Ancient Egyptian Mummy Portrait
Encaustic is an ancient medium that has been undergoing a modern revival. These pages present experiments that are based on concepts and methods archeologists and museum curators theorize to have been used by ancient painters.
The body of paintings known as the Fayum mummy portraits are still undergoing scientific analysis. It appears that some of them were painted with some kind of under painting and then a wax overlay. Was the under painting watercolor? Was it tempera? Was it casein?
Recently quite a bit of scientific research has taken place and perhaps with the results of scientific analyses of the ancient paintings that have survived, using several different techniques, we may actually learn the definitive ingredients that made up the ancient painting medium known as encaustic.
For the present, we do not know for certain what materials the ancients used in their paintings. But that does not mean we cannot experiment and test the viability of theories.
My adventure with the ancient quest began after one such experiment carried out by an art historian in my studio 35 years ago. He set up my encaustic materials exactly as then current theory held that the ancients had painted. The result was a dismal failure. There was a serious technical problem of applying hot wax to a cold surface. The wax hardened on contact and left daubs of color. Certainly nothing that looked like a painting. It was pretty, but it was not ancient.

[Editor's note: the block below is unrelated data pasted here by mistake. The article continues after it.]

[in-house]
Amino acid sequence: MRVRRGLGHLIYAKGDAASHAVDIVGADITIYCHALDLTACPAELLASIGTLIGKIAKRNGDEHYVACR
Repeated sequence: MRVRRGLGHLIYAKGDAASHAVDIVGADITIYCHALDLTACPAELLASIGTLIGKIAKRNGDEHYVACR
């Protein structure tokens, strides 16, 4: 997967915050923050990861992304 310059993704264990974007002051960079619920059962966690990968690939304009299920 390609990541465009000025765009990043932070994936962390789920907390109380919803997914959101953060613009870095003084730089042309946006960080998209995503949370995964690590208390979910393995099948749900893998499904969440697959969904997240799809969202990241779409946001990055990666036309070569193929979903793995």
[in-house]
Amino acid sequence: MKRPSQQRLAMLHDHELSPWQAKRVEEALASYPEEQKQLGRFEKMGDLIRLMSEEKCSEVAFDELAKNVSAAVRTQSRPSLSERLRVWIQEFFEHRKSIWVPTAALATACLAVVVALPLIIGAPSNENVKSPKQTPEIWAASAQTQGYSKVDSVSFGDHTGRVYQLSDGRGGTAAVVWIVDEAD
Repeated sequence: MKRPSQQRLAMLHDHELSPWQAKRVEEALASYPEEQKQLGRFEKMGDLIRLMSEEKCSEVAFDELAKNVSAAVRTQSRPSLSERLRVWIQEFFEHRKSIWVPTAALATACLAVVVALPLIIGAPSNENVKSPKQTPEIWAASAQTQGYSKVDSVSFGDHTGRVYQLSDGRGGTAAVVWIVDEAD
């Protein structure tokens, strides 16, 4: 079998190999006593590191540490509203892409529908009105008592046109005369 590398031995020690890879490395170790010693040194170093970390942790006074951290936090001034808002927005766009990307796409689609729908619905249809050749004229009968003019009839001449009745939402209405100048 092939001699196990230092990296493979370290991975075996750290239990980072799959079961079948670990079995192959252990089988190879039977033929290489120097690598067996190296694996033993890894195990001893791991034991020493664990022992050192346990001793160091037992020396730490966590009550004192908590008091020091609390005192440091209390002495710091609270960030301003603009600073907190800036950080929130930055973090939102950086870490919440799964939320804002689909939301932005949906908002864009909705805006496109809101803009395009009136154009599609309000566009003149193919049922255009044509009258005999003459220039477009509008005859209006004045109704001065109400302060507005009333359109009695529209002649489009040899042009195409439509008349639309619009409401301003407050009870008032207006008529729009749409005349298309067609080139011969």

The Greeks were reputed to have been able to paint so realistically with wax that a viewer sometimes could not tell the difference between a painting and reality. That got my curiosity even more aroused and for 35 years I have carried out experiments to see if I could discover how to use the medium in a realistic manner.
The desire for greater realism in my encaustic paintings lead to the discovery of a method for doing water color under painting with encaustic overlay process.
The Early Riser Cherry Tree pictured here is a work in progress painted with watercolor on canvas and, when finished will be covered with a clear wax overlay to make the watercolor permanent. Although the book is not ancient, I have been reading a very fine reference book on Leonardo D’Vinci’s ideas and methods for painting that was edited by Prof. Martin Kemp, titled “Leonardo, On Painting”. I have been using those ideas in the painting of the cherry tree which makes the painting quite a hybrid; painted with an ancient technique, utilizing ideas from the Italian Renaissance and looking a bit like an impressionist painting. It is quite a fun adventure!
Whether you are an historian, an artist, or simply one of my fellow very curious minded folks who just like to know how things work, I hope these pages will be of use to you.